NBA’s JaVale McGee Joins Mom As Olympic Gold Medalist
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Twelve years and three NBA championships later, veteran center JaVale McGee won his first gold medal with the U.S.A Men’s Basketball team. The now decorated, and possibly future Hall of Famer, not only added more badges to his jacket, but he joined his mom Pamela McGee with Olympic distinction. 

Pamela McGee won a gold medal of her own during the 1984 Olympic Games. She was inducted into the 2012 Women’s Basketball Hall of Fame. Pamela is the first WNBA player to have a son and daughter (Imani McGee-Stafford) play professional basketball. 

JaVale McGee’s victory on Saturday marked history as the pair became the first mother-son duo to win Olympic gold. 

“I’m proud of him, of his resiliency,” Pamela told Today. “As mothers, we just want them to max out their capacity and to be the best that God has called them to be.”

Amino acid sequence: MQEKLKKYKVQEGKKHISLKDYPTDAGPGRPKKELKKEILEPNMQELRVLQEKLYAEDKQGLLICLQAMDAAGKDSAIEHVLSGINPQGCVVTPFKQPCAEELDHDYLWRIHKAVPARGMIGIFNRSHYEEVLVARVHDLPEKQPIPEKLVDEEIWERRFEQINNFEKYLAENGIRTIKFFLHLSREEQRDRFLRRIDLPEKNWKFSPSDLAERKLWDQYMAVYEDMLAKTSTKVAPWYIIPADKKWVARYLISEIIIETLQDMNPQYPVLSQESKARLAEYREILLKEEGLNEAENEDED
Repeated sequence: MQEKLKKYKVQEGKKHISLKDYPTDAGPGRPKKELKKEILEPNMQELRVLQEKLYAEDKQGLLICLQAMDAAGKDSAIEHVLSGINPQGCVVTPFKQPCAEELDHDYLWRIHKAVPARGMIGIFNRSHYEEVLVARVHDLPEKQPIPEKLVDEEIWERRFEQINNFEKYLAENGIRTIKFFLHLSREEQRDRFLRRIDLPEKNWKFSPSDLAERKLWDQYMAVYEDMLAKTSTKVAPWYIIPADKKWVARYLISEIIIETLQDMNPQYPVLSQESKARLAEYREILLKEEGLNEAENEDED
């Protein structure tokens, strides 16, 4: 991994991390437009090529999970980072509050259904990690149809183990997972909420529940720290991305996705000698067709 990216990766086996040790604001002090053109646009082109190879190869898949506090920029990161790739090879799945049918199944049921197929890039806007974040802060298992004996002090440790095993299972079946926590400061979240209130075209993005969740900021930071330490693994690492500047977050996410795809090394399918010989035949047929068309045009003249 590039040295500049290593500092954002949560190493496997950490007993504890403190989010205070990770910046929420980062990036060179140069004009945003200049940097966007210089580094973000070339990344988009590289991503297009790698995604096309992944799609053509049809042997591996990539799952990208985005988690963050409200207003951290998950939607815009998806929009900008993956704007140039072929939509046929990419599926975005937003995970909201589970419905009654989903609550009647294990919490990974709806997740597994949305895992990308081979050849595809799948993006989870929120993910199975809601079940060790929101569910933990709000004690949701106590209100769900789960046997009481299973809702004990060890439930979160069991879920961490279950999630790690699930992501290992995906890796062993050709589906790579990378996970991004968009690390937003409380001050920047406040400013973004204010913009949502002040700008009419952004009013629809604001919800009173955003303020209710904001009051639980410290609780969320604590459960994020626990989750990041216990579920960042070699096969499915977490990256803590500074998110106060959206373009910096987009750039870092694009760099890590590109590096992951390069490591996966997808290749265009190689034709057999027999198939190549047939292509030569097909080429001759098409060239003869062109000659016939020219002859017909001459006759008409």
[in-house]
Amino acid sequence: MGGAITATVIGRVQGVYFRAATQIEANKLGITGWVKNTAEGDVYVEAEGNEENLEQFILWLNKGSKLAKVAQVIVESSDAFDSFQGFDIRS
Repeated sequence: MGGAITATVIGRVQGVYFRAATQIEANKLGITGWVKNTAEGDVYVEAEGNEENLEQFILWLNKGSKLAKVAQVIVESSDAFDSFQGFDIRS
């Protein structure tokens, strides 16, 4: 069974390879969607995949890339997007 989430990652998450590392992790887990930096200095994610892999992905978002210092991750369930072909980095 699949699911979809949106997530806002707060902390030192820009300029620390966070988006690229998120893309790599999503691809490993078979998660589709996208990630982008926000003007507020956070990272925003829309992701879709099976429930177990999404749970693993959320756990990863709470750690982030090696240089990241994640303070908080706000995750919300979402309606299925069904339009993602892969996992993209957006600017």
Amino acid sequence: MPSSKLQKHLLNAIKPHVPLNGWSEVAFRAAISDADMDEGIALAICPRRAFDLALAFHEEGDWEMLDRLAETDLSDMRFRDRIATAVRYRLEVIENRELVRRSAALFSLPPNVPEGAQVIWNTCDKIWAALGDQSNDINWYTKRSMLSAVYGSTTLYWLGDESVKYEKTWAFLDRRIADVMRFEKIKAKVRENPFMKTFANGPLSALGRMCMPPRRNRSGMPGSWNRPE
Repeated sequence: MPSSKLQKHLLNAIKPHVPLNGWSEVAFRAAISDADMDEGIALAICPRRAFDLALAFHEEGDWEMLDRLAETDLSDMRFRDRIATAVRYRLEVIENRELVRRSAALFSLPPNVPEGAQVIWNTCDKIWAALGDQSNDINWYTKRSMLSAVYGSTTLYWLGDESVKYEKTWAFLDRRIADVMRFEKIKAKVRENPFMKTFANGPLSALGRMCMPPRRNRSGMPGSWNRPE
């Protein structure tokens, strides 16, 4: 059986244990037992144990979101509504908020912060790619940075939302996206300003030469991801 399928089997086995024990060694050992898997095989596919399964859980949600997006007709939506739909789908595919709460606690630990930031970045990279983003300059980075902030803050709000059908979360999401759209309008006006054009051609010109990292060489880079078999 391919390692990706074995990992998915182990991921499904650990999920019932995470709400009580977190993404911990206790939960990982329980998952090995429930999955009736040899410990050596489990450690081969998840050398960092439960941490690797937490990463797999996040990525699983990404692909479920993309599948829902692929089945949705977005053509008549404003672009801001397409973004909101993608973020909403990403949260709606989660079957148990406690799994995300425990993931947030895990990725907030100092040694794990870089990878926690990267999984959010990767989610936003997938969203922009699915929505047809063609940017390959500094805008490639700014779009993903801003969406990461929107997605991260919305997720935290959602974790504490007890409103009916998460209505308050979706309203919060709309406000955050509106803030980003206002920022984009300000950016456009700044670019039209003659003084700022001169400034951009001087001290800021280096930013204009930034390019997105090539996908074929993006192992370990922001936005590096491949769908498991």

It’s safe to say winning is something that runs in the family. Although she had a short-lived WNBA career, Pamela McGee has been noted as one of the few basketball players that have won at every level. She has two state championships in high school with an untarnished 75-0 record and two national championships from the University of Southern California. 

On top of all that and her Olympic gold, she won championships in Spain, Brazil and in the European Ronchetti Cup. 

Coming into the NBA with huge expectations, JaVale was the 18th overall pick drafted by the Washington Wizards. After 12 seasons, he has earned the respect of being noted as one of the more reliable role players in the league. 

The McGees epitomize what it means to have a basketball family, with three current and former professional basketball players. The baby of the family, Imani McGee-Stafford, is also in the WNBA, and she has made quite a name for herself. She plays professionally in Australia, too. 

While at the University of Texas, McGee-Stafford was awarded the Honda Inspiration Award which is given to a collegiate athlete who has overcome hardship and was able to return to play at the collegiate level.